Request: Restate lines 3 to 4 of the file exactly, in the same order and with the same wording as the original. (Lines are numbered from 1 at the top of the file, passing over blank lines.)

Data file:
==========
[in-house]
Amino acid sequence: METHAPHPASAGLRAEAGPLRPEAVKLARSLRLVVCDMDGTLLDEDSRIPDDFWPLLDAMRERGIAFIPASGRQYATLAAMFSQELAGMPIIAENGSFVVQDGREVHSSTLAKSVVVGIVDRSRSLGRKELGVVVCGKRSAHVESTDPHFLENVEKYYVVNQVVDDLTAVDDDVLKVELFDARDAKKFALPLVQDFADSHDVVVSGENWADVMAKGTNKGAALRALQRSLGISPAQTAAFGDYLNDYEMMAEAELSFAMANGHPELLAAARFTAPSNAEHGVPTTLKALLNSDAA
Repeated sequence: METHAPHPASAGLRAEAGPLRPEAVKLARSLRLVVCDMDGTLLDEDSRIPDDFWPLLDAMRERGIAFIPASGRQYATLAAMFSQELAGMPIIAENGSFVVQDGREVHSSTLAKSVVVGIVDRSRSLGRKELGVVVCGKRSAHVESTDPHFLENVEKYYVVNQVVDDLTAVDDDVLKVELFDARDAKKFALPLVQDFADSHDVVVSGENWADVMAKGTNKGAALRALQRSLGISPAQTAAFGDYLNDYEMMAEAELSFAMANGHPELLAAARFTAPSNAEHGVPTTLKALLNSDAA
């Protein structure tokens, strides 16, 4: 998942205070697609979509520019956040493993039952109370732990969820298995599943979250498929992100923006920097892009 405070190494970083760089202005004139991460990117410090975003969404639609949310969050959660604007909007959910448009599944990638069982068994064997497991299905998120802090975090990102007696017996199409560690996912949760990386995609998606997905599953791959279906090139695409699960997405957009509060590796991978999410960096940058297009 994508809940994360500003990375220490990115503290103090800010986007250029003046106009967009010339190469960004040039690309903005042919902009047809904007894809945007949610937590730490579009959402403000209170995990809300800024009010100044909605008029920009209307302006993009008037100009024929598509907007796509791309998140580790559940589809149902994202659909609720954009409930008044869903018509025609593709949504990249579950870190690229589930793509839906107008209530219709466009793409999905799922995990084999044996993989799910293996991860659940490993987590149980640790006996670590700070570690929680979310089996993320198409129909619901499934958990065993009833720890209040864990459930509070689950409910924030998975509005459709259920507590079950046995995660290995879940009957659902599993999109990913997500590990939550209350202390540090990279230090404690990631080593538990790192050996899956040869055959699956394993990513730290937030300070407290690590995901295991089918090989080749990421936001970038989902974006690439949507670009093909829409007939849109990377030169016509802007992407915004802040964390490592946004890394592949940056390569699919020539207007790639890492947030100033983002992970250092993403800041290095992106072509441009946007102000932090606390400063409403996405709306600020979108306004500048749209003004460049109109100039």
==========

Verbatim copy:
Repeated sequence: METHAPHPASAGLRAEAGPLRPEAVKLARSLRLVVCDMDGTLLDEDSRIPDDFWPLLDAMRERGIAFIPASGRQYATLAAMFSQELAGMPIIAENGSFVVQDGREVHSSTLAKSVVVGIVDRSRSLGRKELGVVVCGKRSAHVESTDPHFLENVEKYYVVNQVVDDLTAVDDDVLKVELFDARDAKKFALPLVQDFADSHDVVVSGENWADVMAKGTNKGAALRALQRSLGISPAQTAAFGDYLNDYEMMAEAELSFAMANGHPELLAAARFTAPSNAEHGVPTTLKALLNSDAA
């Protein structure tokens, strides 16, 4: 998942205070697609979509520019956040493993039952109370732990969820298995599943979250498929992100923006920097892009 405070190494970083760089202005004139991460990117410090975003969404639609949310969050959660604007909007959910448009599944990638069982068994064997497991299905998120802090975090990102007696017996199409560690996912949760990386995609998606997905599953791959279906090139695409699960997405957009509060590796991978999410960096940058297009 994508809940994360500003990375220490990115503290103090800010986007250029003046106009967009010339190469960004040039690309903005042919902009047809904007894809945007949610937590730490579009959402403000209170995990809300800024009010100044909605008029920009209307302006993009008037100009024929598509907007796509791309998140580790559940589809149902994202659909609720954009409930008044869903018509025609593709949504990249579950870190690229589930793509839906107008209530219709466009793409999905799922995990084999044996993989799910293996991860659940490993987590149980640790006996670590700070570690929680979310089996993320198409129909619901499934958990065993009833720890209040864990459930509070689950409910924030998975509005459709259920507590079950046995995660290995879940009957659902599993999109990913997500590990939550209350202390540090990279230090404690990631080593538990790192050996899956040869055959699956394993990513730290937030300070407290690590995901295991089918090989080749990421936001970038989902974006690439949507670009093909829409007939849109990377030169016509802007992407915004802040964390490592946004890394592949940056390569699919020539207007790639890492947030100033983002992970250092993403800041290095992106072509441009946007102000932090606390400063409403996405709306600020979108306004500048749209003004460049109109100039």